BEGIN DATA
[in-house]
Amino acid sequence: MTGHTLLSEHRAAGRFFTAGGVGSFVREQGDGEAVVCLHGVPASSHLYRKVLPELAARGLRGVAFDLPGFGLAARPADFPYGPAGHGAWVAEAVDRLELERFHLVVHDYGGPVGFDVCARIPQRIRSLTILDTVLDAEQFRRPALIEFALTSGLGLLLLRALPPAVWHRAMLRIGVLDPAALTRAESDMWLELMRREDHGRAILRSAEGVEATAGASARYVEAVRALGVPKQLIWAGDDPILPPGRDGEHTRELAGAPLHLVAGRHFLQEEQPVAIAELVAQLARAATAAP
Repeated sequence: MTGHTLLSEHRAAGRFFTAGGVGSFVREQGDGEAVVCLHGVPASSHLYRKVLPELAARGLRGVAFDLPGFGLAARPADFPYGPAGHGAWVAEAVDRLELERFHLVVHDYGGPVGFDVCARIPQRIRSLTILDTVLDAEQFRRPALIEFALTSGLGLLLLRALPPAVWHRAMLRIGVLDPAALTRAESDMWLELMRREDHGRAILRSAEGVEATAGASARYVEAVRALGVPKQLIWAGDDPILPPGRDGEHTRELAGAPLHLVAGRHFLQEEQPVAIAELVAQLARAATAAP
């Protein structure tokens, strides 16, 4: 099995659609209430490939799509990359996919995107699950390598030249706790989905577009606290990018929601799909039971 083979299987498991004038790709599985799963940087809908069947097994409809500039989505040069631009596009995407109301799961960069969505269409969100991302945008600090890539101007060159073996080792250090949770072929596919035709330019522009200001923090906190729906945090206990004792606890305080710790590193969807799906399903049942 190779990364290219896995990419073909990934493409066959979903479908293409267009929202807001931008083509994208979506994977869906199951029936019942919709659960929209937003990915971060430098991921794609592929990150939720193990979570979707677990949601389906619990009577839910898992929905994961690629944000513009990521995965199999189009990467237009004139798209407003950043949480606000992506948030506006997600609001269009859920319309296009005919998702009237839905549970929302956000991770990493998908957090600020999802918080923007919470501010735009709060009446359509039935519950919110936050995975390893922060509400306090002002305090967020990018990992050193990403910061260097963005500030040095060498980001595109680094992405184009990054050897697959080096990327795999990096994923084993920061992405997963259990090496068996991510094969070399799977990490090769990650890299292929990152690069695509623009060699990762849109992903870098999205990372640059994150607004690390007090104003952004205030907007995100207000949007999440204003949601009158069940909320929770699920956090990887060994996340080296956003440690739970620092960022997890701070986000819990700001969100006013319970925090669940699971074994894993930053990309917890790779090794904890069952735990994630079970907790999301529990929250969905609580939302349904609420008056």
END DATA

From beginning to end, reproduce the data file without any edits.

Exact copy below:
[in-house]
Amino acid sequence: MTGHTLLSEHRAAGRFFTAGGVGSFVREQGDGEAVVCLHGVPASSHLYRKVLPELAARGLRGVAFDLPGFGLAARPADFPYGPAGHGAWVAEAVDRLELERFHLVVHDYGGPVGFDVCARIPQRIRSLTILDTVLDAEQFRRPALIEFALTSGLGLLLLRALPPAVWHRAMLRIGVLDPAALTRAESDMWLELMRREDHGRAILRSAEGVEATAGASARYVEAVRALGVPKQLIWAGDDPILPPGRDGEHTRELAGAPLHLVAGRHFLQEEQPVAIAELVAQLARAATAAP
Repeated sequence: MTGHTLLSEHRAAGRFFTAGGVGSFVREQGDGEAVVCLHGVPASSHLYRKVLPELAARGLRGVAFDLPGFGLAARPADFPYGPAGHGAWVAEAVDRLELERFHLVVHDYGGPVGFDVCARIPQRIRSLTILDTVLDAEQFRRPALIEFALTSGLGLLLLRALPPAVWHRAMLRIGVLDPAALTRAESDMWLELMRREDHGRAILRSAEGVEATAGASARYVEAVRALGVPKQLIWAGDDPILPPGRDGEHTRELAGAPLHLVAGRHFLQEEQPVAIAELVAQLARAATAAP
């Protein structure tokens, strides 16, 4: 099995659609209430490939799509990359996919995107699950390598030249706790989905577009606290990018929601799909039971 083979299987498991004038790709599985799963940087809908069947097994409809500039989505040069631009596009995407109301799961960069969505269409969100991302945008600090890539101007060159073996080792250090949770072929596919035709330019522009200001923090906190729906945090206990004792606890305080710790590193969807799906399903049942 190779990364290219896995990419073909990934493409066959979903479908293409267009929202807001931008083509994208979506994977869906199951029936019942919709659960929209937003990915971060430098991921794609592929990150939720193990979570979707677990949601389906619990009577839910898992929905994961690629944000513009990521995965199999189009990467237009004139798209407003950043949480606000992506948030506006997600609001269009859920319309296009005919998702009237839905549970929302956000991770990493998908957090600020999802918080923007919470501010735009709060009446359509039935519950919110936050995975390893922060509400306090002002305090967020990018990992050193990403910061260097963005500030040095060498980001595109680094992405184009990054050897697959080096990327795999990096994923084993920061992405997963259990090496068996991510094969070399799977990490090769990650890299292929990152690069695509623009060699990762849109992903870098999205990372640059994150607004690390007090104003952004205030907007995100207000949007999440204003949601009158069940909320929770699920956090990887060994996340080296956003440690739970620092960022997890701070986000819990700001969100006013319970925090669940699971074994894993930053990309917890790779090794904890069952735990994630079970907790999301529990929250969905609580939302349904609420008056």